The Night Man Cometh by Tony-Paul de Vissage

The Night Man Cometh by Tony-Paul de Vissage
Publisher: Class Act Books
Genre: Sci-Fi/Fantasy, Horror, Paranormal, Action/Adventure, Historical, Contemporary
Length: Full Length (376 pages)
Heat Level: Hot
Rating: 3.5 Stars
Reviewed by Astilbe

In 1249, Damien La Croix willingly choses Undeath rather than perish of the Plague. Once risen as a vampire, he takes his betrothed into the dark with him, but something goes wrong and Antoinette perishes. Thus, Damien begins a solitary walk down the corridors of time in search of Antoinette’s replacement.

Beginning with Konstancza in 15th century Romania where Damien and his garde de nuit serve Voivoide Vlad Drakula, his search extends into the far future to a fateful meeting in a snow-filled Chicago. Until then, Damien meets, loves, and loses each person he thinks may be the one to replace his Antoinette—Kate in Colonial America, who avenges herself against her rapist but prefers to hang rather than become an Undead; Bess, a 21st century Goth, wanting both an Undead lover and a living one and dying for the wrong choice; Michel, a concentration camp guard where Damien and his kind are imprisoned in the human answer to the Vampire Problem; Alyss – descendant of his beloved Konstancza –lost to a rival vampire’s seduction.

All could be his but all perish, for when the Night Man Cometh, can Death be behind…?

Two questions have been on Damian’s mind since his transformation: will I ever find a second soulmate, and is it really possible to change? Only time will tell if he figures out the answer to either of them.

Damian wasn’t exactly a saint during his short first life, and his thirst for violence only becomes more unquenchable once he begins his Undead one. His severe lack of empathy and self-awareness brings depth to his personality even if certain horrid choices make it difficult to find many positive things to say about him early on. What I found most interesting about Damian’s character development, though, was how slowly it takes place. Centuries can pass between the first glimmer of change and the next step in Damian’s evolution, but because those moments are given so much time to take hold in his mind they always felt genuine to this reader.

I would have liked to see more time spent exploring the personalities and interests of Damian’s potential life partners. Some of them are developed well enough for me to understand his attraction to them, but others were given very little time to express their unique qualities. Even love at first sight eventually needs something to back up that first flush of emotion, and this novel would have easily earned a much higher rating had I better understood why he chose some of his paramours.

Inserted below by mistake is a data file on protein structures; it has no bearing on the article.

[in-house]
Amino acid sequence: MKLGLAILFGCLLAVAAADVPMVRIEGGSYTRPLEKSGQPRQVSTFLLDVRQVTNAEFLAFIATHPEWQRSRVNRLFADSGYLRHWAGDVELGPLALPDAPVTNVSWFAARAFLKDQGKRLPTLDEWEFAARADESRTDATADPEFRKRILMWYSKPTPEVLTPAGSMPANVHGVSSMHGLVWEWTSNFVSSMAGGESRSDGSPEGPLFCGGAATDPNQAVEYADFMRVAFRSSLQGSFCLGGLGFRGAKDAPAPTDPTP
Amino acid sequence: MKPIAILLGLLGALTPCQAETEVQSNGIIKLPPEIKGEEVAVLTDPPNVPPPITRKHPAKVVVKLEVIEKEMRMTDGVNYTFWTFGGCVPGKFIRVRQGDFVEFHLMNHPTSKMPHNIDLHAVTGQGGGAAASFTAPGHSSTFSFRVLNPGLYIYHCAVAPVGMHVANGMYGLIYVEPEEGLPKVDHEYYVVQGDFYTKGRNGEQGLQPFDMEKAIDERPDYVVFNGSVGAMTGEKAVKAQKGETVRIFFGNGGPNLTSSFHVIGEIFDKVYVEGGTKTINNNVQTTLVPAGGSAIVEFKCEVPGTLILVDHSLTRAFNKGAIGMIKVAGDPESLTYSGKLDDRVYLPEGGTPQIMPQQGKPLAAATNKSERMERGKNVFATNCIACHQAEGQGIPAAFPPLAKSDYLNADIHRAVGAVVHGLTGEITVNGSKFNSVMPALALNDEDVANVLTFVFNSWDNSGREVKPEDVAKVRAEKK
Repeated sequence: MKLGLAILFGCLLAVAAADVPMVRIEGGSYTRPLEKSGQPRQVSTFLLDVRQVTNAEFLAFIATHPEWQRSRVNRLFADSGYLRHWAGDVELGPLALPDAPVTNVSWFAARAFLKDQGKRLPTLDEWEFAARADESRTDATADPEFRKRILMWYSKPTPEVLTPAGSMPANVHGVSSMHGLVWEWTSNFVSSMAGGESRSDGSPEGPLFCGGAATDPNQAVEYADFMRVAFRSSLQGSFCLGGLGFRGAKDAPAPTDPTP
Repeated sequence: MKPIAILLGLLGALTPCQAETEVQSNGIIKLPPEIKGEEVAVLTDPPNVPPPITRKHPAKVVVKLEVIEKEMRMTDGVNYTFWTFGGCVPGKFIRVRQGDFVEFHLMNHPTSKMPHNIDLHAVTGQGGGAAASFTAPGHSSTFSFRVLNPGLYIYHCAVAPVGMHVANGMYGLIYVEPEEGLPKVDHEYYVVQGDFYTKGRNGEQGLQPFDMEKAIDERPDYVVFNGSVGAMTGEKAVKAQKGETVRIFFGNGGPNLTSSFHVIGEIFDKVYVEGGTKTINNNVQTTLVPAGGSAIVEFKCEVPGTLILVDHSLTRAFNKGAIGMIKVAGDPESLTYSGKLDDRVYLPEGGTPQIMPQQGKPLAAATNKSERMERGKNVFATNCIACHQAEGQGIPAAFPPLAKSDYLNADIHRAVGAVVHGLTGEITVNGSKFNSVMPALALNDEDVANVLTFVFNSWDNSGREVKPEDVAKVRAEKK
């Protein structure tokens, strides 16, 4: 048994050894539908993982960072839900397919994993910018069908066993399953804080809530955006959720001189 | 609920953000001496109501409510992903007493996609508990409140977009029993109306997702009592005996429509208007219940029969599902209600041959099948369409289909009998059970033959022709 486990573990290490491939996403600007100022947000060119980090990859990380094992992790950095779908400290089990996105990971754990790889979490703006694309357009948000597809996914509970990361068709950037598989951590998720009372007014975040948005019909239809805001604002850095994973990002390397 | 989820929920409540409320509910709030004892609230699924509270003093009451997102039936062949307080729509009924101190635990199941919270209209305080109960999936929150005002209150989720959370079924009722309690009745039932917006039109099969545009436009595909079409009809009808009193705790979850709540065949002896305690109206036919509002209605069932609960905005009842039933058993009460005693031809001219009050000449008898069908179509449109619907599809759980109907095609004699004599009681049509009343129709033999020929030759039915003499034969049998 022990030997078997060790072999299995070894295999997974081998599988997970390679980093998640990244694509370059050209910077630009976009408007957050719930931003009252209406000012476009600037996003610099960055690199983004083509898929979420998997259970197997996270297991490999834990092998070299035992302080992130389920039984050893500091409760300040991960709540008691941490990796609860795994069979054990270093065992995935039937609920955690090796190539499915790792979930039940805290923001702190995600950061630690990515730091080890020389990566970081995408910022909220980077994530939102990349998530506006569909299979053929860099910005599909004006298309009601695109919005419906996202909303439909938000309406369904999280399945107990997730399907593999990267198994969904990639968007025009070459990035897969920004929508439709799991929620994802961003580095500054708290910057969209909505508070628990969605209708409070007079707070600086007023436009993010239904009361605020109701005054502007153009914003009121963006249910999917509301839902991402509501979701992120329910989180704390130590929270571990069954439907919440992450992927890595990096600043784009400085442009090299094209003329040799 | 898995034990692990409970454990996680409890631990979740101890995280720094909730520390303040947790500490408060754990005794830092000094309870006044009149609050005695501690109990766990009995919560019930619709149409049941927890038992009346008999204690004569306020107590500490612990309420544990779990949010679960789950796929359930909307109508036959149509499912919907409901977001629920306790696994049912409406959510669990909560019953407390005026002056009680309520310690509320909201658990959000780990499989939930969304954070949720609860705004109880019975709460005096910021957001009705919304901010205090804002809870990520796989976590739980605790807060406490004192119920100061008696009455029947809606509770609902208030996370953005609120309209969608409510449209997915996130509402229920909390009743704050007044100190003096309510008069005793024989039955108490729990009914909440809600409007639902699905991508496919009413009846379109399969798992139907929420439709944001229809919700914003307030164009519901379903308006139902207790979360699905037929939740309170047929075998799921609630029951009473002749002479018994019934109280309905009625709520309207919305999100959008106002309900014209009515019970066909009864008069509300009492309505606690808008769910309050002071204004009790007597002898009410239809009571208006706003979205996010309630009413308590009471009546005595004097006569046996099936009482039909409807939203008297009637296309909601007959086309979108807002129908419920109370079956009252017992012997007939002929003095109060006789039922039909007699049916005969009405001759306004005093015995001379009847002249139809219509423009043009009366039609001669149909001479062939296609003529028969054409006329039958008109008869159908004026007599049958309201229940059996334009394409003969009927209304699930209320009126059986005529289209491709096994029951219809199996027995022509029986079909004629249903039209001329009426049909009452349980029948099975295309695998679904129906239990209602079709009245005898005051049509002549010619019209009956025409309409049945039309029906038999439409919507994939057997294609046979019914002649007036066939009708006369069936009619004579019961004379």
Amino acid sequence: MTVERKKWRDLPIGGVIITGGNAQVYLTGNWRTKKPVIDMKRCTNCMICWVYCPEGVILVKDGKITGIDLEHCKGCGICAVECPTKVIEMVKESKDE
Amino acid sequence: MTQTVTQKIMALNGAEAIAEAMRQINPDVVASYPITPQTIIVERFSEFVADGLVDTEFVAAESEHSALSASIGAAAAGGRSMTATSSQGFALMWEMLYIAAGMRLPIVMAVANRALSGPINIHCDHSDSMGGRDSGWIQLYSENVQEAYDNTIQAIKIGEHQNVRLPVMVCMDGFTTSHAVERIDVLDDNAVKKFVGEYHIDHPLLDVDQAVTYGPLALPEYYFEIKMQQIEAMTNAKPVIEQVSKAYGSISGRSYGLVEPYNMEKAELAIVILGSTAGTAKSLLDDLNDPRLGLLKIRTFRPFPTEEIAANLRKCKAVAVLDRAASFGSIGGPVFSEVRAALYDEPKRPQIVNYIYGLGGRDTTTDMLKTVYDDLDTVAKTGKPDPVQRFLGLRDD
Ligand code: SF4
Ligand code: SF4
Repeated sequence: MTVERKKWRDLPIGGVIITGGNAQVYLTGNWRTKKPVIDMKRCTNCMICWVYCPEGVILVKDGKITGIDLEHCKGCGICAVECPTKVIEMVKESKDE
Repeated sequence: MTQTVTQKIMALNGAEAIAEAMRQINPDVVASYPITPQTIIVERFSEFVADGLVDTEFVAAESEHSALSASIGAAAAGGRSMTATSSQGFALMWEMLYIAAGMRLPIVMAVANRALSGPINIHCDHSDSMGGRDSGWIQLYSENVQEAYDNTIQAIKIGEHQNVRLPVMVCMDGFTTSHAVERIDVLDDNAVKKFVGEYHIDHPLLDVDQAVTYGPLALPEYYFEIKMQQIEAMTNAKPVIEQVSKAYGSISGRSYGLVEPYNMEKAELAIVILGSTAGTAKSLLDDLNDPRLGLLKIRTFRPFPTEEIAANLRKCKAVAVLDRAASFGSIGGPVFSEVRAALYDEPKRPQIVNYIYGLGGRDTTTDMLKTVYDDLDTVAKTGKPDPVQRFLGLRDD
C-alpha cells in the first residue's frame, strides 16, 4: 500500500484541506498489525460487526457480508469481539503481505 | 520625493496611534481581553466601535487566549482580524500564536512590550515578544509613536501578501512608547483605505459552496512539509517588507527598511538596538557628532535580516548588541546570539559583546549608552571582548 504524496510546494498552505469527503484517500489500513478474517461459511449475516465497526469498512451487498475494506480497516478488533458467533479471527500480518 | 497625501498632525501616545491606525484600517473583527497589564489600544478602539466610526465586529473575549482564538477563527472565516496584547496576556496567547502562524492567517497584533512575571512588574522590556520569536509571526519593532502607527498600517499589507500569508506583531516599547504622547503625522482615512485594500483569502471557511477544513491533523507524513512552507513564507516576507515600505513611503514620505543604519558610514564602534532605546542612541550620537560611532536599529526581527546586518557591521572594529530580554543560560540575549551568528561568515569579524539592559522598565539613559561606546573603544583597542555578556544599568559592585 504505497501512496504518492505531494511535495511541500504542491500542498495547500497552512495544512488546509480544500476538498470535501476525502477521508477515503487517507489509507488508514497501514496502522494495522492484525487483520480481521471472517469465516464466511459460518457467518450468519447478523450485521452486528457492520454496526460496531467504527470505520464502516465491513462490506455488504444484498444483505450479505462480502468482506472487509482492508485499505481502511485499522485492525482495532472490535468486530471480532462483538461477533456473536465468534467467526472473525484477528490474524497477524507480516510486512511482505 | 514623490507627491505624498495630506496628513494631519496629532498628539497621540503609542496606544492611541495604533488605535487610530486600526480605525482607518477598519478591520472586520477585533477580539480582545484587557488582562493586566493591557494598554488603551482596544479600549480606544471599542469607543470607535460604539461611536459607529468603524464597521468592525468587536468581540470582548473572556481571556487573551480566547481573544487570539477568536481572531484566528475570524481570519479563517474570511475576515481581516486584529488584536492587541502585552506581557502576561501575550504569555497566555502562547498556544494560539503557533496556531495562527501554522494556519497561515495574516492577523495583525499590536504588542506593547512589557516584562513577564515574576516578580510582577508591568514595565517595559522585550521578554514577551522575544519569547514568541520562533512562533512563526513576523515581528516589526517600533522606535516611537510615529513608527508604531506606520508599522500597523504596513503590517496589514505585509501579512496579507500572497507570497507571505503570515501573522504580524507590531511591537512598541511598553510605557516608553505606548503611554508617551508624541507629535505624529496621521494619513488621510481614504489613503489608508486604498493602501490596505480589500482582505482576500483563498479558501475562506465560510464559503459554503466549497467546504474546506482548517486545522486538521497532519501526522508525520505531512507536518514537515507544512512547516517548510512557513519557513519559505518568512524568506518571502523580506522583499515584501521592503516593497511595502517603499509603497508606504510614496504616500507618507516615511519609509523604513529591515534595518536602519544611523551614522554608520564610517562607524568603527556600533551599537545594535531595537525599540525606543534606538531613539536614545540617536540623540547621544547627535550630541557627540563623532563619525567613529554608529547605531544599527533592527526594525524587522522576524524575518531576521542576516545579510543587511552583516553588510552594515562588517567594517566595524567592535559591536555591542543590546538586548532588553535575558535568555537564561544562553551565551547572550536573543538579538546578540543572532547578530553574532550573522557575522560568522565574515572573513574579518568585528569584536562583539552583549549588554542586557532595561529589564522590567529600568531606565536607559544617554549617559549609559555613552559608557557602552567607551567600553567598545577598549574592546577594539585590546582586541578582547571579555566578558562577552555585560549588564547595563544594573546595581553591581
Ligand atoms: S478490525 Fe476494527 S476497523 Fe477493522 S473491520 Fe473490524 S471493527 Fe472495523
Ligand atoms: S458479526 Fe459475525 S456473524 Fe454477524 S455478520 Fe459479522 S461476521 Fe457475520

From the opening scene Mr. de Vissage kept my interest piqued with strong, even pacing. By covering Damian’s journey through such an incredibly long period of time the author is able to slowly build a complex supernatural society that would have been hard to flesh out in such detail in a shorter story. I found certain subplots even more captivating than the focus of Damian’s mission because of how expertly the author weaves everything together from one millennia to the next.

As someone who has never had any exposure to the French language, it was sometimes difficult for me to determine the meanings of French words and phrases that show up routinely in the first few sections of this novel. Some of them were easy to figure out because their English equivalents were so similar to them, but certain words remained a mystery to me until the end. While I understand why the author wanted Damian to retain this part of his heritage, it would have been helpful to either have had a glossary of the terms at the beginning of the book or more context clues about their meanings embedded in the text near them.

By far my favourite part of this book involves how effortlessly the author brings back the traditional approach to vampire mythology. Damian and his associates are sexually alluring to humans, but they are also extremely dangerous, unpredictable creatures. The horror elements of this tale are ubiquitous and include the darkest themes of that genre.

I would especially recommend The Night Man Cometh to anyone who is a fan of Dracula. Even with its flaws, this is a noteworthy example of what vampire fiction can be.


  1. Is it bad etiquette to thank you for the review? I hope not for I wish to thank you for your perception and comments. Merci!

Speak Your Mind